Survival analysis for neoadjuvant treated patients sorted by their definitive treatment showed that patients who received LT had a median OS time of 3175 days (95% CI 1682.5–4667.5). Those treated with MWA, RFA, LITT, and surgery had similar OS times (MWA: 1308 days, 95% CI 1082.1–1533.9; RFA: 1545 days, 95% CI 416.7–2673.3; LITT: 1385 days, 95% CI 1174.3–1595.7; surgery: 1437 days, 95% CI 89.7–2784.3). Patients with unknown treatment post-TACE had a median OS time of 693 days (95% CI 540.1–845.9) (Figure 2).

3.2. Determination of Predictors for Survival

Cox regression analysis was performed to investigate whether there are predictors for death due to HCC. Examined parameters were sex, Child–Pugh class, splenomegaly, presence of PVT, and the number of treatment sessions. Those parameters were dichotomized as follows: men and women, average sized (<12 cm) versus enlarged spleen (≥12 cm), no PVT versus partial or complete PVT, Child–Pugh class A versus Child–Pugh classes B and C, and the number of treatment sessions in patients with 1–6 sessions versus ≥7 sessions. The relative hazard ratios (HR) regarding the parameters sex, splenomegaly, and number of treatment sessions were not statistically significant. The relative HR of existing PVT was 2.19 (CI 1.63–2.96 and p < 0.01), and the relative HR of Child–Pugh class B or worse was 1.44 (CI 1.11–1.86 and p < 0.001).

3.3. Evaluation of Tumor Volume Reduction

The percentage change in tumor volume was evaluated in a total of 358 patients with HCC treated between 2006 and 2016. Box-plots of this data show that treatment in neoadjuvant scenarios led to tumor shrinkage especially up until the 6th or 7th treatment session (Figure 3). Patients treated in a curative intention showed a similar course. All patients, regardless of indication, experienced an increase in tumor volume after at least the 9th consecutive interventional treatment.

3.4. Chemotherapeutics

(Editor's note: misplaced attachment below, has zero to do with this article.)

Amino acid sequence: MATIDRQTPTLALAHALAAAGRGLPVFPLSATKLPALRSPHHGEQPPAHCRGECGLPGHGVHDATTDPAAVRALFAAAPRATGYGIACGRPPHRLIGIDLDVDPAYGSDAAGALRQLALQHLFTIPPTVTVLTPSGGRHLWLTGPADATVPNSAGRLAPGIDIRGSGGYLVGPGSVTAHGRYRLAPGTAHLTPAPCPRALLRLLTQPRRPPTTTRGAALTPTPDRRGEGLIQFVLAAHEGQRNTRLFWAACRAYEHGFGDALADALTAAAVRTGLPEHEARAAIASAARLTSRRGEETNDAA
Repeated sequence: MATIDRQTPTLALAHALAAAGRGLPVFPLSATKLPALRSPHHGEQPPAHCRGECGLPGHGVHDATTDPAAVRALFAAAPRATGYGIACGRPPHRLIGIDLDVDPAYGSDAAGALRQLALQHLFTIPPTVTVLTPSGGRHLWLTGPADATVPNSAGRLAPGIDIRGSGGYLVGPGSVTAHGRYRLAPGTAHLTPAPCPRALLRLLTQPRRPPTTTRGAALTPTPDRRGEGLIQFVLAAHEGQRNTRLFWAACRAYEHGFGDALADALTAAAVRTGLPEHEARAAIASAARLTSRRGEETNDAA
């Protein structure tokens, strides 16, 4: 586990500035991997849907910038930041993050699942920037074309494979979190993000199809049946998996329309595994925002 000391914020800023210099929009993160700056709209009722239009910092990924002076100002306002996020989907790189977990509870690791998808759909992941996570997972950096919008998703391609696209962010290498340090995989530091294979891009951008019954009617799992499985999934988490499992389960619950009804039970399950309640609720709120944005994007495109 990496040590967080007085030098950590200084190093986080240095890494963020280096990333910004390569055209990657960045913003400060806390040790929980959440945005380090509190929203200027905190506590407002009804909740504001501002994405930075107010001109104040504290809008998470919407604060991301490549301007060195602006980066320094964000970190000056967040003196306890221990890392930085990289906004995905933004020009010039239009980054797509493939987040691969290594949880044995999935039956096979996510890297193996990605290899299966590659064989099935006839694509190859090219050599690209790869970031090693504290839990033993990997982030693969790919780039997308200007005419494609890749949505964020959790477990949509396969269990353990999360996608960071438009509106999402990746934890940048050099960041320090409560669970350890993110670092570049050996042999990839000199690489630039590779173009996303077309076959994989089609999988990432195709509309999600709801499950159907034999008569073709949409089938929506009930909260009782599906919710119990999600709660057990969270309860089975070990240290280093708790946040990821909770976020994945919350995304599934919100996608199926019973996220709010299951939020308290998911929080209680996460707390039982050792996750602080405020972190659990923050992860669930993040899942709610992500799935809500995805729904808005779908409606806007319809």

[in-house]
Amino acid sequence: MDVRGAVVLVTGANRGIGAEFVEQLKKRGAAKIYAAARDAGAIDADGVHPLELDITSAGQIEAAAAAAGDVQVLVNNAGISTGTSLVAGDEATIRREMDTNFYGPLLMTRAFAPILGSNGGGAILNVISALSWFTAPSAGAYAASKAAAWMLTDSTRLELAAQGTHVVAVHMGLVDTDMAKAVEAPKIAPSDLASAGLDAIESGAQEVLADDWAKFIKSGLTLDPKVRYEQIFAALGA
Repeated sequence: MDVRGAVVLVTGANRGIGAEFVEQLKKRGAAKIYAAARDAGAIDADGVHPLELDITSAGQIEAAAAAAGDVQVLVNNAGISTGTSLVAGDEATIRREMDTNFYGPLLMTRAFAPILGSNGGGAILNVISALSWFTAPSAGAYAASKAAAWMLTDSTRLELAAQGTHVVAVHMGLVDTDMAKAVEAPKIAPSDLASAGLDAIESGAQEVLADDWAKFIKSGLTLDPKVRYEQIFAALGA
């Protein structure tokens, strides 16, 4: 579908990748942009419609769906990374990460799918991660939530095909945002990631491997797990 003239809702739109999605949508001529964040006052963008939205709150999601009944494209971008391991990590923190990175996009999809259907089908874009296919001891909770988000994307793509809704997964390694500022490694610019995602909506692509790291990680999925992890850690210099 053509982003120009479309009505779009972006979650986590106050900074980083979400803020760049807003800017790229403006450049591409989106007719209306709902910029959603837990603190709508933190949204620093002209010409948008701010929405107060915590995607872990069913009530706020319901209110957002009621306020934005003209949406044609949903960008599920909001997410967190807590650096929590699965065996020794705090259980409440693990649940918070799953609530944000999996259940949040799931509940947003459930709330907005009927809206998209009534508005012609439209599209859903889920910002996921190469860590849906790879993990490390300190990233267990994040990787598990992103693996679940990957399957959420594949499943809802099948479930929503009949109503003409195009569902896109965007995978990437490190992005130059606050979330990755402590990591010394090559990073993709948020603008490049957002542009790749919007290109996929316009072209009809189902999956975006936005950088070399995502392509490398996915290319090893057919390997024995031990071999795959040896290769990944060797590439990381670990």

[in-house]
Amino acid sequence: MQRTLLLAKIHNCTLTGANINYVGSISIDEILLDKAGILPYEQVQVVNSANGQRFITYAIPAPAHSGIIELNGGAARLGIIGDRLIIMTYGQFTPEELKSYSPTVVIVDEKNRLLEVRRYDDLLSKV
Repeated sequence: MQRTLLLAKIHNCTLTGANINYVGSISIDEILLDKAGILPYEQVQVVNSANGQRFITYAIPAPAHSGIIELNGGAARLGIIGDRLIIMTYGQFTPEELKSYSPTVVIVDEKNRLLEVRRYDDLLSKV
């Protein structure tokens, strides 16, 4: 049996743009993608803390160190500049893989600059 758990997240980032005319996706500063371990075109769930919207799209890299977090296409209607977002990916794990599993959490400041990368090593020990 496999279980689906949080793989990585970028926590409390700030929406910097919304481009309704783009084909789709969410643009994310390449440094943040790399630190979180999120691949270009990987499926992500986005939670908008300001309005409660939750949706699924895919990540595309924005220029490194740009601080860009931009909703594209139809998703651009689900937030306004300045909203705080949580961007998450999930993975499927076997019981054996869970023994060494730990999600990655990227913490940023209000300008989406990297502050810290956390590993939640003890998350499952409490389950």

The data regarding the used chemotherapeutics was available for 96% (3921/4084) of the performed TACE sessions. In the period between 1996 and 2001, the most used chemotherapeutic agent was mitomycin C alone at a rate of 81.6% followed by the combination of mitomycin C and gemcitabine at a rate of 10.8%.
In the period between 2002 and 2006, the combination of mitomycin C and gemcitabine was most frequently applied at a rate of 45.1% followed by mitomycin C alone at a rate of 39.8%.
In the period between 2007 and 2011, the most used chemotherapeutic agent was mitomycin C alone at a rate of 31.5% followed by the combination of mitomycin C, gemcitabine, and cisplatin at a rate of 27.3%.
Lastly, in the period between 2012 and 2016, the most commonly used chemotherapeutic agent was the combination of mitomycin C, gemcitabine, and cisplatin at a rate of 41.8% followed by mitomycin C alone at a rate of 27.6%. It can be concluded that over time, the application of mitomycin C alone was regressive, whereas the use of mitomycin C combined with cisplatin and gemcitabine increased. The comparison of the usage of the chemotherapeutic agents within the aforementioned periods is shown in Table 2.

4. Discussion

TACE is the most common treatment for HCC among all stages, especially in Europe and North America [27]. The most common second treatment for HCC after surgical resection in Europe is ablation using RFA/PEI followed by TACE [27]. TACE is the treatment of choice for patients with intermediate disease stage (BCLC B). These patients have a survival time of 16 months without treatment and 20 months when treated by TACE [28].
In this study, we investigated the long-term outcome of cTACE for HCC over 20 years in a large cohort and evaluated the prognostic factors for survival time. We could report a mean OS time of 1223.76 days (40 months) and a median OS time of 700 days (23 months) for all 836 patients. The associated 1- and 5-year survival rates in this study were 80% and 21%, respectively.